How Does Inflation Affect My Ability to Buy a House?

This is one of my favorite quotes from my all-time favorite president:

Inflation is as violent as a mugger, as frightening as an armed robber, and as deadly as a hit man.” ~Ronald Reagan

Ain’t it the truth?!

As the Federal Reserve tries to limit inflation by raising interest rates for banks, homebuyers are feeling the pinch of higher and higher mortgage rates. Every time mortgage rates increase, buyers need more money to buy the same home with the same purchase price and the same down payment.

In Ukiah, the average home price is $485,000. After a 20-percent down payment, your loan amount would be $388,000. With a 30-year, fixed-rate conventional loan at 7 percent (just an example), your monthly payment would be $2580. If that rate jumped to 7.75 percent, your monthly payment would go up by $200 to $2780.

That means, for you to continue to qualify for your home loan, your monthly income would have to go up by $600 per month (gross). If you are paid by the hour, we’re talking about a $3.60-per-hour raise to offset the Fed’s most recent rate hike. To be fair, when the market anticipates a rate increase, it often responds before the Fed makes their announcement; also, mortgage rates don’t always go up by the same amount as the rate banks pay. Still, when the Fed raises rates, mortgage rates usually aren’t far behind.

The important part of this discussion is to recognize that the housing market is in flux. Sellers need to understand this as much as buyers. If you’re talking to a Realtor about listing your home for sale in the near future, it will be a very different discussion than the one you might have had last spring. Buyers cannot afford the same payment as they could a few months ago. It’s not that they think your house is worth less, but when all is said and done, buyers can only afford a certain monthly payment.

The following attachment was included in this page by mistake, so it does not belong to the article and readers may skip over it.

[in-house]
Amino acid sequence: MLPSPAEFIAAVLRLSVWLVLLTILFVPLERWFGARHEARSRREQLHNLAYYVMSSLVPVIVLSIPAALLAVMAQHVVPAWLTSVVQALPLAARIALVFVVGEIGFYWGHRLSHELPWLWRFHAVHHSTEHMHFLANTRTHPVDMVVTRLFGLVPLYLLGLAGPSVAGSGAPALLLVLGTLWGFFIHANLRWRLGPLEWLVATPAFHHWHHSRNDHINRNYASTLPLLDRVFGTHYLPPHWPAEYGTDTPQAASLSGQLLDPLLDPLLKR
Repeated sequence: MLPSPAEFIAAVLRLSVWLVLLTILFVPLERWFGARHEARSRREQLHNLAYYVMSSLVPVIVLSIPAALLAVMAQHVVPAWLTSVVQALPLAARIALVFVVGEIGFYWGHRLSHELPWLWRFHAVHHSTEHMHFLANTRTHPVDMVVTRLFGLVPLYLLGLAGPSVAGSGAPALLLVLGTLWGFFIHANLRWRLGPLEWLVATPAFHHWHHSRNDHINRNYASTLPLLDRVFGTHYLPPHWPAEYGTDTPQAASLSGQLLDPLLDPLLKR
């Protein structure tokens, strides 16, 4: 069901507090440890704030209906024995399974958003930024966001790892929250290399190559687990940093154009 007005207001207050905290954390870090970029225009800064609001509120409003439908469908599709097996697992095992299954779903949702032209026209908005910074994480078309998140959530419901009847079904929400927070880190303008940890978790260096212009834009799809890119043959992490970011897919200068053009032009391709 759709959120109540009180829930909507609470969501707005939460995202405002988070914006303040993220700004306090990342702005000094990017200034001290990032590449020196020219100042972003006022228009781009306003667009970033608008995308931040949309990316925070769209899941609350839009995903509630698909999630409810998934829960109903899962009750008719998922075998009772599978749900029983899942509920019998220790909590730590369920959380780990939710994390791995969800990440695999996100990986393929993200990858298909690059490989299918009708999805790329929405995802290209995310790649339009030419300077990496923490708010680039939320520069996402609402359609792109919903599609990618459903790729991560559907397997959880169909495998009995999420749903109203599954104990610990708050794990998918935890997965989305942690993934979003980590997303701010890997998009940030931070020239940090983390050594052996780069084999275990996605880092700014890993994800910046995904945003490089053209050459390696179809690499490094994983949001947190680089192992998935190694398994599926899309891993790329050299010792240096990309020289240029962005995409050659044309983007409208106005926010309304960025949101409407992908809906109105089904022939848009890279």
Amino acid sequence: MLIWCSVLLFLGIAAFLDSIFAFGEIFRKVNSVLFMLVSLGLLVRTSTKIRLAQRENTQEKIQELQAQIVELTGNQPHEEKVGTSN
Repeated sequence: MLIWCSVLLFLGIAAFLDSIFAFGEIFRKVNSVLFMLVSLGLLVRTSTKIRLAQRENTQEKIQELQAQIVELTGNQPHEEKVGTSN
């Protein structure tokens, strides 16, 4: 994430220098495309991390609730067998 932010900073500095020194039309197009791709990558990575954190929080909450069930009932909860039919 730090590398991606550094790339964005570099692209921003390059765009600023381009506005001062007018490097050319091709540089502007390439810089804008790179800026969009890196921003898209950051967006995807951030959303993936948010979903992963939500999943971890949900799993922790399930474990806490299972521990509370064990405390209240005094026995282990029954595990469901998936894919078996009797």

Some buyers might consider purchasing a home that’s priced slightly above of their comfort zone in hopes of refinancing when rates drop, but that doesn’t always work. First, they must qualify for a loan at today’s rates. Second, there’s no guarantee rates will come down.

If you are a seller looking for a quick sale and you have the means, you can mitigate the increase in conventional loan rates by carrying the financing. This would not only reduce the buyer’s monthly payments, it would also help them avoid loan fees and appraisal fees, making your home more attractive.

If your property qualifies for conventional financing and rates do fall in near term, the buyer can refinance and pay you off. It’s a win for everyone.

If you’re in the market to buy a home, please choose one you can afford. Home ownership is wonderful. I highly recommend it. But it does come with costs—and not just mortgage payments. If you cannot keep up with repairs and maintenance, things can get miserable in a hurry. No house is worth stressing your budget so much that it causes emotional distress. Keep in mind, financial problems and disagreements are often cited during divorce proceedings, so do yourself a favor and choose a house that allows you to be comfortable with the payment. Small, cozy, and financially solvent is way better than large, luxurious, and falling apart.

If you have questions about property management or real estate, please contact me at or call (707) 462-4000. If you have an idea for a future column, share it with me and if I use it, I’ll send you a $25 gift certificate to Schat’s Bakery.

Dick Selzer is a real estate broker who has been in the business for more than 45 years.

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